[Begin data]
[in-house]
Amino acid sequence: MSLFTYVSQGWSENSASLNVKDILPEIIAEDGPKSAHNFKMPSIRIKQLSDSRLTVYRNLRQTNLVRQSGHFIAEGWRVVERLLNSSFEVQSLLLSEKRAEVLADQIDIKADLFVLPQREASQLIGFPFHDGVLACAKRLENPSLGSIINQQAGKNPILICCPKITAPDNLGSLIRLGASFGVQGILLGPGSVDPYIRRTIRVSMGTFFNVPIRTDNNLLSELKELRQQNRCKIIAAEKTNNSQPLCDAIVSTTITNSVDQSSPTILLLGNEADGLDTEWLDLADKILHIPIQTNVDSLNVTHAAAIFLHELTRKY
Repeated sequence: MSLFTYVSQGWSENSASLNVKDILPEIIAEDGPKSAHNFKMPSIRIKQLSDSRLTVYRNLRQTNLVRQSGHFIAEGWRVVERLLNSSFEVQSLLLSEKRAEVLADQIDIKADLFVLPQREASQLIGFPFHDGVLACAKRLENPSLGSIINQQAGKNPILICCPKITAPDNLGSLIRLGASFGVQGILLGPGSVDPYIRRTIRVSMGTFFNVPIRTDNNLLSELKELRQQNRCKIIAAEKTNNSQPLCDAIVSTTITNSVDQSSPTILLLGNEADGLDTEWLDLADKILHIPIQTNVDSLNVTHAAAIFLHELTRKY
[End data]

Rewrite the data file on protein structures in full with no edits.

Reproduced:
[in-house]
Amino acid sequence: MSLFTYVSQGWSENSASLNVKDILPEIIAEDGPKSAHNFKMPSIRIKQLSDSRLTVYRNLRQTNLVRQSGHFIAEGWRVVERLLNSSFEVQSLLLSEKRAEVLADQIDIKADLFVLPQREASQLIGFPFHDGVLACAKRLENPSLGSIINQQAGKNPILICCPKITAPDNLGSLIRLGASFGVQGILLGPGSVDPYIRRTIRVSMGTFFNVPIRTDNNLLSELKELRQQNRCKIIAAEKTNNSQPLCDAIVSTTITNSVDQSSPTILLLGNEADGLDTEWLDLADKILHIPIQTNVDSLNVTHAAAIFLHELTRKY
Repeated sequence: MSLFTYVSQGWSENSASLNVKDILPEIIAEDGPKSAHNFKMPSIRIKQLSDSRLTVYRNLRQTNLVRQSGHFIAEGWRVVERLLNSSFEVQSLLLSEKRAEVLADQIDIKADLFVLPQREASQLIGFPFHDGVLACAKRLENPSLGSIINQQAGKNPILICCPKITAPDNLGSLIRLGASFGVQGILLGPGSVDPYIRRTIRVSMGTFFNVPIRTDNNLLSELKELRQQNRCKIIAAEKTNNSQPLCDAIVSTTITNSVDQSSPTILLLGNEADGLDTEWLDLADKILHIPIQTNVDSLNVTHAAAIFLHELTRKY